ANDRUS serves children who are inherently vulnerable. Our treatment philosophy is anchored in the belief that children should always be and feel safe. Safety, for us, begins with having the right people to fulfill our commitment to safety. We focus on HR processes to recruit, screen, train and supervise staff. We closely monitor our medical and psychiatric care practices because of the risk they carry. Physical plant maintenance, financial management and regulatory compliance is increasingly onerous. We devote an incredible amount of resource to addressing any concerns children, families and funders express about the care we provide. Respectful and timely attention to small matters fuels prompt corrective action, assures a reliable referral base, can prevent a lawsuit and best of all, gives disenfranchised clients the sense that their feelings matter.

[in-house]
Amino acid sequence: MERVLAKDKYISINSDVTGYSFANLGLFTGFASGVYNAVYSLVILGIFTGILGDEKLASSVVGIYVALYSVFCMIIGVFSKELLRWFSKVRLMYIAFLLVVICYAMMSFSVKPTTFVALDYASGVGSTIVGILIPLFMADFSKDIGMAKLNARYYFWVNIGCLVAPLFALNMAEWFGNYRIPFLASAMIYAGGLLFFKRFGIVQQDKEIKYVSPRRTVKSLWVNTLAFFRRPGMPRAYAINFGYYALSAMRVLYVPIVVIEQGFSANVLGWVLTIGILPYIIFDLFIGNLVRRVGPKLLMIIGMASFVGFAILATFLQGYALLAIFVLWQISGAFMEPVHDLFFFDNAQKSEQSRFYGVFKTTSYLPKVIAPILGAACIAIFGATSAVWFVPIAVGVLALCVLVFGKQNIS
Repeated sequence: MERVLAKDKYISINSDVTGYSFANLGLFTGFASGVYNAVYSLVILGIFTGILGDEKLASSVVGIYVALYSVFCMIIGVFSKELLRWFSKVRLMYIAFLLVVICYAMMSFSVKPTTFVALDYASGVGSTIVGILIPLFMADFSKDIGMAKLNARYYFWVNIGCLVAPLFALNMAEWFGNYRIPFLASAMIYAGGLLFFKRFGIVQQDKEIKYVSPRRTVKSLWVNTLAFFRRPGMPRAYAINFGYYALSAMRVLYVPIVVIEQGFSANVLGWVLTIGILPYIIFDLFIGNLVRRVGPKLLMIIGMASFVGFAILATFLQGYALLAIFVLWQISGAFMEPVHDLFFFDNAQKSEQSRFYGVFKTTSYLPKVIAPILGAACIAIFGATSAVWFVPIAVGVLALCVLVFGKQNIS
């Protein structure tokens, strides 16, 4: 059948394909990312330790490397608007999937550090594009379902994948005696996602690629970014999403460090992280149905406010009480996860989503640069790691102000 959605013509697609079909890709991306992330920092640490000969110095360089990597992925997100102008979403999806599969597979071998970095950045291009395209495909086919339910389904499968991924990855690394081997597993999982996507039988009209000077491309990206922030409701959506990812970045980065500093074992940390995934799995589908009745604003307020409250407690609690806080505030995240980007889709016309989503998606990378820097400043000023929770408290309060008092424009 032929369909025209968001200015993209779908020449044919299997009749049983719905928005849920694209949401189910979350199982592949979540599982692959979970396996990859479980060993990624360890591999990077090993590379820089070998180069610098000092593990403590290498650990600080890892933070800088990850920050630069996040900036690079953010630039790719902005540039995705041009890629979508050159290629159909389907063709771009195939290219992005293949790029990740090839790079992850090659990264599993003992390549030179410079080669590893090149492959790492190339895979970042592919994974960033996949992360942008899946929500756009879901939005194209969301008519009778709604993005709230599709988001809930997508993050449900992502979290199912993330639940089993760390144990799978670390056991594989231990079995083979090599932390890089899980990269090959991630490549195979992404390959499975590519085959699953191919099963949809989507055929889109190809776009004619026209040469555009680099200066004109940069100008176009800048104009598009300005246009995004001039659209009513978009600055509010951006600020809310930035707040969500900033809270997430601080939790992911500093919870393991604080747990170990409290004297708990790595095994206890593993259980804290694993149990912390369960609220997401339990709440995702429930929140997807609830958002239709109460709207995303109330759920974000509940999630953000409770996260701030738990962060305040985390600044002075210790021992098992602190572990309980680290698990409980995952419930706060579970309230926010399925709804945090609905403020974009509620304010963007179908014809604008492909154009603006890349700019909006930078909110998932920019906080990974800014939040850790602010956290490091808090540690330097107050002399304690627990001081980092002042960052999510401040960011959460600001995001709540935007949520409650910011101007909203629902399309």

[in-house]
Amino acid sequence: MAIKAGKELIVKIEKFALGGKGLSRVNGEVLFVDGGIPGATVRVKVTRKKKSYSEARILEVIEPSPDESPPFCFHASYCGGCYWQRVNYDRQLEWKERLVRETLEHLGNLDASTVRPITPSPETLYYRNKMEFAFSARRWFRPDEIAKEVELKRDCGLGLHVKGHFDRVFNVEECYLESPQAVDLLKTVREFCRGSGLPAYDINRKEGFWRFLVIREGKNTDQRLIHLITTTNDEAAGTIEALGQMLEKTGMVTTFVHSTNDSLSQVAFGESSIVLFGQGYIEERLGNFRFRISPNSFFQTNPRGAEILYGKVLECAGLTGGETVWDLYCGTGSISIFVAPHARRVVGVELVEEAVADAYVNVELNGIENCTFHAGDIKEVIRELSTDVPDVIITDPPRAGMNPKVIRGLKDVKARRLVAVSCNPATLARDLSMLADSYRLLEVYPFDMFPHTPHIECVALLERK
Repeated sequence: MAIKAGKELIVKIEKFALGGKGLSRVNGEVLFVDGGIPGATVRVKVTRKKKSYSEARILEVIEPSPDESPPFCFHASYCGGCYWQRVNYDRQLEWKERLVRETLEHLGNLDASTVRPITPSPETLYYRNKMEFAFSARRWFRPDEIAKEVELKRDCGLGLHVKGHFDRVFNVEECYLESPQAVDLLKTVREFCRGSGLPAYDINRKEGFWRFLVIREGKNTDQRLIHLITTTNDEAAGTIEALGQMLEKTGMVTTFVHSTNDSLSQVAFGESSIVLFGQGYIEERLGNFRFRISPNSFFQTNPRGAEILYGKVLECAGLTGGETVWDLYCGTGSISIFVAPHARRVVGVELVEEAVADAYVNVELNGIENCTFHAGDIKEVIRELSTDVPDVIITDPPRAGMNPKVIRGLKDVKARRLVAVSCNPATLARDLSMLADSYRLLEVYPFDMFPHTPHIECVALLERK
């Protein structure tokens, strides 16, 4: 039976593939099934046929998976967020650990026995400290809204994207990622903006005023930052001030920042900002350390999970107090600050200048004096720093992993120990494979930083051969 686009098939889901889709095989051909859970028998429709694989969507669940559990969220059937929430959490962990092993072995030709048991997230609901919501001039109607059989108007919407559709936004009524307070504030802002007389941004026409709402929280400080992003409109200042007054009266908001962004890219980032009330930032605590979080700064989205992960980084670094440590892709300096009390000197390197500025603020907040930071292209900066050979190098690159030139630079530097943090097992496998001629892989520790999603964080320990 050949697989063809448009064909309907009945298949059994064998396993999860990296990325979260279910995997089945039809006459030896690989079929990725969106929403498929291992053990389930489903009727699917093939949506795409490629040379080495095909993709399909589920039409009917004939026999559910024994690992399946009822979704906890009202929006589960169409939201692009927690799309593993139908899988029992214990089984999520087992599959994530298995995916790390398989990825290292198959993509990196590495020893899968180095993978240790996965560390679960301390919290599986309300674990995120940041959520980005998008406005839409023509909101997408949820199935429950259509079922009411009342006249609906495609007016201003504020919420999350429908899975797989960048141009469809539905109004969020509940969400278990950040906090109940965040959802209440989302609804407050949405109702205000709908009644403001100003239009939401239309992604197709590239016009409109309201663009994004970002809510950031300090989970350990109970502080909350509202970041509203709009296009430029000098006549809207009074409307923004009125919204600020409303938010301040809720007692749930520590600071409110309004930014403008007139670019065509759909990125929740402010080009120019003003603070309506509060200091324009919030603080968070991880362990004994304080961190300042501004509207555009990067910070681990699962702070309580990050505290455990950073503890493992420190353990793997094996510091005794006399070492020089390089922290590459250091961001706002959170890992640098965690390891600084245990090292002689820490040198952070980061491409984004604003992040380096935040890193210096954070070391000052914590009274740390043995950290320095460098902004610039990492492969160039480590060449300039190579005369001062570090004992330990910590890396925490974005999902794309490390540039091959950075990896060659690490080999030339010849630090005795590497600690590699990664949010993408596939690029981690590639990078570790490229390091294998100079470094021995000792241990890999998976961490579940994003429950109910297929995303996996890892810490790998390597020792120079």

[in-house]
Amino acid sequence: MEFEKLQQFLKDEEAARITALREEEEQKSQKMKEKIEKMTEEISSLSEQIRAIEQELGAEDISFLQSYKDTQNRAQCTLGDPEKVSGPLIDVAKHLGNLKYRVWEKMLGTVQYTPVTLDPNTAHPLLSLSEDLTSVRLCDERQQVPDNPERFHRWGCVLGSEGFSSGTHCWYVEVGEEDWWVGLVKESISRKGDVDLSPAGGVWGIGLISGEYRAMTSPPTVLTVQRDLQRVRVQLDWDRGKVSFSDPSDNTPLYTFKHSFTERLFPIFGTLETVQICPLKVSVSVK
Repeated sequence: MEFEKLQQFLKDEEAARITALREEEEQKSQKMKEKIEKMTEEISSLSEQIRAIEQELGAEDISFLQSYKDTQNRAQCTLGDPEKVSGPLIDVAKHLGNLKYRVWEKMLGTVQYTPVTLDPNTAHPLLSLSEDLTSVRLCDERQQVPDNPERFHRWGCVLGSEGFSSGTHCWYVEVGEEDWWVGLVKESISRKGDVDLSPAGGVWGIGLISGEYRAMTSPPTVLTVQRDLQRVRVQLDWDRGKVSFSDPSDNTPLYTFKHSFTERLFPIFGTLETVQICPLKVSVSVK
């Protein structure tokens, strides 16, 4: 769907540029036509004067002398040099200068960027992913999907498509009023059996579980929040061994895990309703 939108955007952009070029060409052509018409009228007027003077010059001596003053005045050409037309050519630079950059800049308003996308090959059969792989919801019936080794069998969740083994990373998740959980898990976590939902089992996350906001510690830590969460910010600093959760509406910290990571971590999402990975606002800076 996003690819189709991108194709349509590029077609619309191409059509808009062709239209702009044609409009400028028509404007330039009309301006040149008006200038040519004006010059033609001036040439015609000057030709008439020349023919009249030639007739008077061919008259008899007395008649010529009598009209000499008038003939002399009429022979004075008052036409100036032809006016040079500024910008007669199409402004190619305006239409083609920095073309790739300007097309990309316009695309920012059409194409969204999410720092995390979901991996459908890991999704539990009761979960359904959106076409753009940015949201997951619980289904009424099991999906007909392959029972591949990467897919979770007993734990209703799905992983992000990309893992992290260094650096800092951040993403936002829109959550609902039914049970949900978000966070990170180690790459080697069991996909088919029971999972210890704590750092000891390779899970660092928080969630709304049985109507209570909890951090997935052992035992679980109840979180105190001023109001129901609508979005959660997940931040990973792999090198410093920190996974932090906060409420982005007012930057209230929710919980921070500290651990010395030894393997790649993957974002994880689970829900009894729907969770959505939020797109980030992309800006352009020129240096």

3) What are some of the outcomes you have seen by focusing on risk?
We have built more depth and diversity on our leadership team with people who thrive on the challenges that this work and these times present. Our planning processes are more comprehensive and effective because we try to anticipate where risks lie. We have also found ourselves spending more on the front end to prevent expense at the back end.
4) What resources do you use to assist you and your team with Risk management?